If you Google “Tibet,” the search results are a humdinger: not easily condensed into a short preamble used for a column concerned about eating out. Instead, it’s much simpler to recall the many Tibetan prayer flags hung in first-year dorm buildings and retort at their clichéd-ness. Then, segue into introducing the restaurant up for review: The Tibetan Kitchen Café.
Tibet, located in the north-east Himalayas, lies close to Northern India, hugs Nepal’s border and could consider Thailand a distant neighbour. This central Asian setting influences the regional cuisine, drawing flavour pairings from each nearby country.
My friends and I started with Tibetan pan-fried Momos ($14), a circular dumpling filled with pork, onion, scallion, ginger and garlic. Unlike the dough of pot stickers, Momo dough is softer and slightly sweet. Paired with a tomato cilantro puree, much like chimichurri, for dipping, each bite is filling, yet bright.
I tucked into Thukpa soup with chicken ($16) for my meal. The homemade broth, a rust-coloured concoction smelling of a far-away spice shop, swam with thin egg noodles, bok choy, Brussels sprouts, bell peppers and chicken. Crowned with mung beans (bean sprouts) and scallions, the Thukpa easily doubles for lunch the next day. Like all menu items, it can be ordered mild, medium or hot.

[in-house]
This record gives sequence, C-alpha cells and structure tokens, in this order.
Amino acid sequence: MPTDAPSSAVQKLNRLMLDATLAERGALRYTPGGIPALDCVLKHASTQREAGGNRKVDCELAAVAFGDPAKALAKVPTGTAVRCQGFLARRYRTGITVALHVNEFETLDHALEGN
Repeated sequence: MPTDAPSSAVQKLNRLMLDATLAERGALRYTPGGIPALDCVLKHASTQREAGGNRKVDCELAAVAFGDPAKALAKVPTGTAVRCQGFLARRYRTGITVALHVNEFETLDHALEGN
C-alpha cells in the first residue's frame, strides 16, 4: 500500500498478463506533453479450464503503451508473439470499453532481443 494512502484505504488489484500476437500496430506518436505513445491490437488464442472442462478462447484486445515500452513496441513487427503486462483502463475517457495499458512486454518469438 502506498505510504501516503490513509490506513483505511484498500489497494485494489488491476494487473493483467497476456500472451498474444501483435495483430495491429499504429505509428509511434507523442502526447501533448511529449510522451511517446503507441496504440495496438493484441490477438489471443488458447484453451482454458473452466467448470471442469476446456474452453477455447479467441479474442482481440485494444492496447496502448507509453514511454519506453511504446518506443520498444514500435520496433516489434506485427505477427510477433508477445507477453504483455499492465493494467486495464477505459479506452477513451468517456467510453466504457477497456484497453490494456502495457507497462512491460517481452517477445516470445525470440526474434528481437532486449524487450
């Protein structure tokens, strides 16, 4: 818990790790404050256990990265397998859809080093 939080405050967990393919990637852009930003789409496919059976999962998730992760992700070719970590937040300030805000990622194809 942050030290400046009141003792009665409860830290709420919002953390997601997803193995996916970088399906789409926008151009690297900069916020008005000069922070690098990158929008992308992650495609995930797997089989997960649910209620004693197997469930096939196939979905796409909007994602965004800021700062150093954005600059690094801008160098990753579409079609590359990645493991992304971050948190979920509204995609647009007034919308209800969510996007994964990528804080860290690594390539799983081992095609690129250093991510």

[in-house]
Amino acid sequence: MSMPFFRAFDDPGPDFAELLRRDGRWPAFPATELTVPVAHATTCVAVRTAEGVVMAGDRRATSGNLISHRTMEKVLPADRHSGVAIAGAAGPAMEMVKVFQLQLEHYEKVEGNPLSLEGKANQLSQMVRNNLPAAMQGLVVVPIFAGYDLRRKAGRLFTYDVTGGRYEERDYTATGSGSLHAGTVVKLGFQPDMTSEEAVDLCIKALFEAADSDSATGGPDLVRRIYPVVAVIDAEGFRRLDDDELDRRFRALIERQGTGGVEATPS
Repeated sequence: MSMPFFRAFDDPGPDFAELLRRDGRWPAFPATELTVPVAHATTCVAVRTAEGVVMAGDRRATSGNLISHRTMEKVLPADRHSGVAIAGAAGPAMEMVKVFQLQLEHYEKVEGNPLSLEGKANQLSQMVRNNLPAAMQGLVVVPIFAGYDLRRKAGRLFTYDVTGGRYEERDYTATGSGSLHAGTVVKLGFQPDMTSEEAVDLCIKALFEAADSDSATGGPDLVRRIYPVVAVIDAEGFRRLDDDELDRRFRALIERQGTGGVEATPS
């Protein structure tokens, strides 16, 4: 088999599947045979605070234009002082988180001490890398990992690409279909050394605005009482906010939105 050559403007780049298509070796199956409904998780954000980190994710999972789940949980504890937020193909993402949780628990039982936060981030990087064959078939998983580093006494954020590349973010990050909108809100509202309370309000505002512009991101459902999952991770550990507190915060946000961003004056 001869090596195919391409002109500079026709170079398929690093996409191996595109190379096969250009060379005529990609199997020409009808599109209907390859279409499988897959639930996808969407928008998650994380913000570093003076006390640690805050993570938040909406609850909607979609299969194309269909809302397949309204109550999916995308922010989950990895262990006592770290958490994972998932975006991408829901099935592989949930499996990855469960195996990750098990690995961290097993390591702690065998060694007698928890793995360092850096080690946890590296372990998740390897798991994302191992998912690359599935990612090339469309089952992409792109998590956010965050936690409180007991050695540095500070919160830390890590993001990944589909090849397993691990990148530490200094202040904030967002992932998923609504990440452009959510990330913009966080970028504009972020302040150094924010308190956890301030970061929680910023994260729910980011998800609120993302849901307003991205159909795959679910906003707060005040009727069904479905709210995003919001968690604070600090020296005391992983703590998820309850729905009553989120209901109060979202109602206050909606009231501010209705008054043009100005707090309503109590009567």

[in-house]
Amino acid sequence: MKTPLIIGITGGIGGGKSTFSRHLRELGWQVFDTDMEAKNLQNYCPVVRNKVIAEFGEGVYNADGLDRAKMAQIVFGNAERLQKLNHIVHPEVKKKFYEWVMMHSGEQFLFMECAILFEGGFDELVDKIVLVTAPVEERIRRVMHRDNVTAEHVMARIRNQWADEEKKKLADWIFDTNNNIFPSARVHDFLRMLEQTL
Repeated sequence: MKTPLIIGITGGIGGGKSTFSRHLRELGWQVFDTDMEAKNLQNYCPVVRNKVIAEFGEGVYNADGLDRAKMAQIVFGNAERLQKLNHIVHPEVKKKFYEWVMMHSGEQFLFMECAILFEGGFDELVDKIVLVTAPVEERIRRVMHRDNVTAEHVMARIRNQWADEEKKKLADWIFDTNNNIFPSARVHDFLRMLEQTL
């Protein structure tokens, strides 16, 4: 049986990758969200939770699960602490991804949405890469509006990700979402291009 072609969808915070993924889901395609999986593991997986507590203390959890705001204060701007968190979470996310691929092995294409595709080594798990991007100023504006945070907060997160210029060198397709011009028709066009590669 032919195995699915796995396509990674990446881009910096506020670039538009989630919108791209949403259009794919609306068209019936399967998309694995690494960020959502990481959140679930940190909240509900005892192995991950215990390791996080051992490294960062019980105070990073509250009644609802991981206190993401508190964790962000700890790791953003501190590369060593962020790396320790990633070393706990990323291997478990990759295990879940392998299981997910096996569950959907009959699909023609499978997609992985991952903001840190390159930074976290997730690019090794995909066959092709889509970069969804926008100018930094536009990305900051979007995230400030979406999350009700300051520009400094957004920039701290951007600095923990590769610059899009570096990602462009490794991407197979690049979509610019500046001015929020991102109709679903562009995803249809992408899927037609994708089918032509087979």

One friend, curious to try the Tibetan take on an Indian favourite, ordered chicken curry ($18). Unlike restaurants that rely on dairy to thicken the sauce, all Tibetan Kitchen’s curries are gluten and dairy free. Instead, ground cashews work double duty, both as a sauce base and a protein punch. For the chicken curry, diners may choose kale or spinach to have it cooked in. Flavoured with fenugreek, a sweet and nutty spice similar in taste to cashew, with a brilliant yellow tinge, the curry is earthy and nutritious. A side of poorie (naan-like bread) accompanies each order.
My other friend ventured to try the Shepta beef stir-fry ($14), a bold combination of garlic and ginger with mushrooms and bell peppers on a bed of fried rice and spinach. Bold not so much for the ingredients, but taste. I found the overall dish too salty, a common occurrence when soy sauce appears. My friend complained of too much grease, stemming from the fried rice. A slight miss.
Tibetan Kitchen poultry is always free range and local. At lunch, meals are all under $14 and I hear the quinoa stir-fry routinely receives rave reviews. As well, season two of You Gotta Eat Here featured the restaurant on a recent episode.
Oh, and a strand of prayer flags hangs above the bar.